THELMA PANNELL-DANTZLER: Well, when I first got in the courtroom, and I seen that it was a lot of people — how can I say it? — hate, people that hated — when I looked at Gary Spath’s side and then looked at the jurors, I said, “No, we’re not going to get a win like this. We’re not — it’s over with.” I’m just saying in my mind, “It’s over with.”
And as we’re sitting there listening to the trial, and then they put one witness up there, he started talking about a book that his son had, like he’s promoting a book. And then everybody started laughing. And I felt like I was low, like I was like a little ant or something, like I wasn’t human. Why is they doing this? And I just yell out, “This is not — this is my son you’re talking about!” And I jumped up, and Reverend Daughtry, he helped me — he got me out of the courtroom.
And when I came back in, we sat down, and it went on. The trial went on. And after a while, I just sit there. I was spaced out. I couldn’t believe the things I was hearing. I couldn’t believe anything I was hearing. It was just — we were just sitting there like we was just ignored, like we was nothing. I felt like nothing. How could I fight for my child when nobody there is by me? Like the judge, it looked like he was against me. Everyone in there, like they was against us. And we had no fight.
But I’m here to say, I’m here to fight now. And I’m here to fight for all young men, all of them right now. And the mothers, you stick to your goals. If you know your child didn’t do something, come out and take it to the judge. Take it to anywhere you can. Take it to the Supreme Court. Do not give up. We didn’t give up in 32 years. And now the truth is here. Now the truth is coming out to show the world, to show the whole world, with the pain.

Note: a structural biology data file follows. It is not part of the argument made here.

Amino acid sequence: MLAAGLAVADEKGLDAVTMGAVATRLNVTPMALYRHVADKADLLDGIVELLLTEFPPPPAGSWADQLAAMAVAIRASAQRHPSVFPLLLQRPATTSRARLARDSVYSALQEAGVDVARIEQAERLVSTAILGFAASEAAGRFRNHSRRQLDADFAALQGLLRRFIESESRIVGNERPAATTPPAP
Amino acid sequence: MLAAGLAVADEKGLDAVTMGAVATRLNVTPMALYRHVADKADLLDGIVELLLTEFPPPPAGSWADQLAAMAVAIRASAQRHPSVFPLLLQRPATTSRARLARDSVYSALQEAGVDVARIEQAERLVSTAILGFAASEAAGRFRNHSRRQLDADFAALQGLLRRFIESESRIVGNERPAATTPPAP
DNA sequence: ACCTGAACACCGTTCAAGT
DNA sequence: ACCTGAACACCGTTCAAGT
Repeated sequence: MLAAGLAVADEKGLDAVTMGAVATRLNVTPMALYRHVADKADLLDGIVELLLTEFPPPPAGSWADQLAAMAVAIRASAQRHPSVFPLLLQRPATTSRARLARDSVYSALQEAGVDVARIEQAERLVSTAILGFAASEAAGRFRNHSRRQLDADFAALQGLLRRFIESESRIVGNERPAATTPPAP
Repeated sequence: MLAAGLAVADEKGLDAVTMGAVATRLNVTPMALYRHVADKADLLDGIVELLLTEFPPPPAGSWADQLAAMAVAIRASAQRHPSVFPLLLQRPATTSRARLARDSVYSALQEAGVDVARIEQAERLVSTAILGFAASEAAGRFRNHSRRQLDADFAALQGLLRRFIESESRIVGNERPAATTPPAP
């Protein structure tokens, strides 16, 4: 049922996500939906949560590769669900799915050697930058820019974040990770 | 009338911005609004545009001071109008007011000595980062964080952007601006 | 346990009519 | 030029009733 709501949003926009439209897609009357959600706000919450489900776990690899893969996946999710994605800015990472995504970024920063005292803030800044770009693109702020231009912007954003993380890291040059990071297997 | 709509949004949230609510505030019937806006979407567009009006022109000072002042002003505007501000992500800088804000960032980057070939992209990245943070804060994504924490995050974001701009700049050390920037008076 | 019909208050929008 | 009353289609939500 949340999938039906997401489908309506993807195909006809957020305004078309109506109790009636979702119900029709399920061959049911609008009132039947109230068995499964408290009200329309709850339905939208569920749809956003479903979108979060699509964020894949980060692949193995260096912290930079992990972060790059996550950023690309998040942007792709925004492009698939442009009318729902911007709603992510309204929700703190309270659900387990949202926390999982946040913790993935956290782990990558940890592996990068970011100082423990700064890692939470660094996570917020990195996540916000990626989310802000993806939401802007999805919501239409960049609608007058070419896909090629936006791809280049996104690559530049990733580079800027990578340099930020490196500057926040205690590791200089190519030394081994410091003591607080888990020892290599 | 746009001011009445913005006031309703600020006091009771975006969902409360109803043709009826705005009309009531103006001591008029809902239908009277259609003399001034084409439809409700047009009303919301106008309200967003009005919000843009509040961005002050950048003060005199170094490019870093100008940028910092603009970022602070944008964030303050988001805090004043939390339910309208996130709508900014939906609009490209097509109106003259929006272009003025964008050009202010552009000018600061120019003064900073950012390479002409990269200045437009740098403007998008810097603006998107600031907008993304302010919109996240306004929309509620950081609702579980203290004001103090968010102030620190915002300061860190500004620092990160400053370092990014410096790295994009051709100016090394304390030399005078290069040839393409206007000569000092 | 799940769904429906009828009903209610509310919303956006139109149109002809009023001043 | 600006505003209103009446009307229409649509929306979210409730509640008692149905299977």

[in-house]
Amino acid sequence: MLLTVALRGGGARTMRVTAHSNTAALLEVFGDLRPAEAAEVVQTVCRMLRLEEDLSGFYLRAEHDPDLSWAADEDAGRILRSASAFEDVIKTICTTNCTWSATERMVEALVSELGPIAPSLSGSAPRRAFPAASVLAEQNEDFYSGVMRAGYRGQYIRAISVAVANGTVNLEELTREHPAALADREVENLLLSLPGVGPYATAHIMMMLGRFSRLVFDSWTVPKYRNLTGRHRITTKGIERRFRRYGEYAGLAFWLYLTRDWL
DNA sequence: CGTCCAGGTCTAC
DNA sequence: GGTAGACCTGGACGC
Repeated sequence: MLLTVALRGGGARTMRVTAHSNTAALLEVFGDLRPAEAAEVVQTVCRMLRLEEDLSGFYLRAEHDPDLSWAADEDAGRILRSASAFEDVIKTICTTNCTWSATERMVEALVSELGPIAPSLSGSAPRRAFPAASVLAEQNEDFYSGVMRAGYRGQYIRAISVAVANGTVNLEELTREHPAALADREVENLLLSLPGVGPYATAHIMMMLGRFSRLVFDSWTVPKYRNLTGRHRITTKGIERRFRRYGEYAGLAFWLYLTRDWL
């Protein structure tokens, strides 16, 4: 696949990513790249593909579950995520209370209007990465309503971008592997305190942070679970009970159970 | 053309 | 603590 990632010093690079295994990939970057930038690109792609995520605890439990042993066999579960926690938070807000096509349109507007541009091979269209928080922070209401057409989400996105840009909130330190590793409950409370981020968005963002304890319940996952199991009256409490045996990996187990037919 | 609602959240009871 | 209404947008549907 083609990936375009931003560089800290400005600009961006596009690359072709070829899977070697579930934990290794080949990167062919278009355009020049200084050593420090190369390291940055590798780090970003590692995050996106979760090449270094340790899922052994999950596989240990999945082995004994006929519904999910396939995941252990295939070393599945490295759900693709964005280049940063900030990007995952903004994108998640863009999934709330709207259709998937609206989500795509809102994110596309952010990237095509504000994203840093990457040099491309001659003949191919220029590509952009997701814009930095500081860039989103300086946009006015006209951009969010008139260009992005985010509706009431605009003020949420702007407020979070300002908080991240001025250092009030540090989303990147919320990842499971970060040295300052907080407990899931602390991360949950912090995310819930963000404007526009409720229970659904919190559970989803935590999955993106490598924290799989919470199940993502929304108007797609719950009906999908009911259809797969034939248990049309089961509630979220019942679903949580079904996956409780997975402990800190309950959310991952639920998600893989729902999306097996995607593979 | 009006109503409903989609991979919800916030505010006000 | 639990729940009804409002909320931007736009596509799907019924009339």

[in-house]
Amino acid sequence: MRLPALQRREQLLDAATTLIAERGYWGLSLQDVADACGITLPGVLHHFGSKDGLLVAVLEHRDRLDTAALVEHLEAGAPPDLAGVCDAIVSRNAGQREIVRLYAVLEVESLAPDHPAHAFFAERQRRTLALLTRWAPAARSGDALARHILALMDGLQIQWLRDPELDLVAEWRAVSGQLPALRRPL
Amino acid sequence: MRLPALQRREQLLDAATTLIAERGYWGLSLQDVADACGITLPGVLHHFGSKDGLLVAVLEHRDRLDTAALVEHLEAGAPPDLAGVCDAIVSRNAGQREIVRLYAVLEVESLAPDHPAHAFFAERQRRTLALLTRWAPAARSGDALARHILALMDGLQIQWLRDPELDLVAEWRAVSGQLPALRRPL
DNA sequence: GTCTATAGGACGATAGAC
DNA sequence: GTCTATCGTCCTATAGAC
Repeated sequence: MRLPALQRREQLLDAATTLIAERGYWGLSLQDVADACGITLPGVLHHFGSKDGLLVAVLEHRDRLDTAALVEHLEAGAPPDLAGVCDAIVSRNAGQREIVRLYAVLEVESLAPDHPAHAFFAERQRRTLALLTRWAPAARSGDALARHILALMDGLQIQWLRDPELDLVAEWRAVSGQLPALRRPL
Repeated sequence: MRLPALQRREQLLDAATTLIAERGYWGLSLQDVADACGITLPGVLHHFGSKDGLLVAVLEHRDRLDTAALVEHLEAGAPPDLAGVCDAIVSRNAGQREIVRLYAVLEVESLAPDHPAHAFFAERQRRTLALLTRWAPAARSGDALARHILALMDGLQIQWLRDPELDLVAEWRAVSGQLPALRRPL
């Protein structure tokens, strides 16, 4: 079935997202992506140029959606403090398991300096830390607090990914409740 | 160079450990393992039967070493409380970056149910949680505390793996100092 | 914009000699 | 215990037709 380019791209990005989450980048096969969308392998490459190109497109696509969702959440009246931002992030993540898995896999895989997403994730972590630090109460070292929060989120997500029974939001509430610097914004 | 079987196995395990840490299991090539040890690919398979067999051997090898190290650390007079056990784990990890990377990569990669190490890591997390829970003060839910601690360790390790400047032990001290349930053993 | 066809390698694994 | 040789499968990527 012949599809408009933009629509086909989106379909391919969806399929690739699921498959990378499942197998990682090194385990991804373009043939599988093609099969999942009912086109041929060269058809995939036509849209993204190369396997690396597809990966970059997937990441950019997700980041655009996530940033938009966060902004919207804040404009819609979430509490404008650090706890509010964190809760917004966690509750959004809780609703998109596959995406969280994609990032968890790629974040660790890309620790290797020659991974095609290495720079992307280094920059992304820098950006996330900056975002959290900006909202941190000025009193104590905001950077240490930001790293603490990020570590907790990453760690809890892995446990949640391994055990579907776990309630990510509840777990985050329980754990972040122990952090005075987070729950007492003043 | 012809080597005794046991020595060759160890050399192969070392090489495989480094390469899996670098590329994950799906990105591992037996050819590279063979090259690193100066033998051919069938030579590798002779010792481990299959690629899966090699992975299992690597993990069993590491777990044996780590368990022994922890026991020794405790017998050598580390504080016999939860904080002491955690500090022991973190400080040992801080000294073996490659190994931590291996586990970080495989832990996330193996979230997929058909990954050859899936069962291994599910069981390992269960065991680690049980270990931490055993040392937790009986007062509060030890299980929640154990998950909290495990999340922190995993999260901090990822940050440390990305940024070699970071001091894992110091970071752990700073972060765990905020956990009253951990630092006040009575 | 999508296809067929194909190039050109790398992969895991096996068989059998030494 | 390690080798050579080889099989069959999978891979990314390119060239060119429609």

AMY GOODMAN: So, it is 32 years later. Can you talk, Thelma Pannell-Dantzler, about your response when George Floyd was killed, and your setting up of the Phillip Pannell Foundation and how you hope his legacy will live on, even if he did not?
THELMA PANNELL-DANTZLER: Yeah. When George Floyd got killed, my daughter and I started the Phillip Pannell Foundation, because I had to let the world know, too, that we wasn’t weak anymore. We wasn’t sad women anymore, that we had to get out and stand up for my brother — for her brother and my son and his father, because his father had passed away in 2016. So, I say to myself, “I’m going to take up Phillip’s strength. I’m going to take up his father’s strength. And Tacha is going to carry on with her brother.” So I was very, very strong during that time. But as they talk about my son, it started bringing back all that pain. All that pain. I said, “Thelma, don’t go back and get weak again. Be strong. Be strong. Stand up. Stand up.”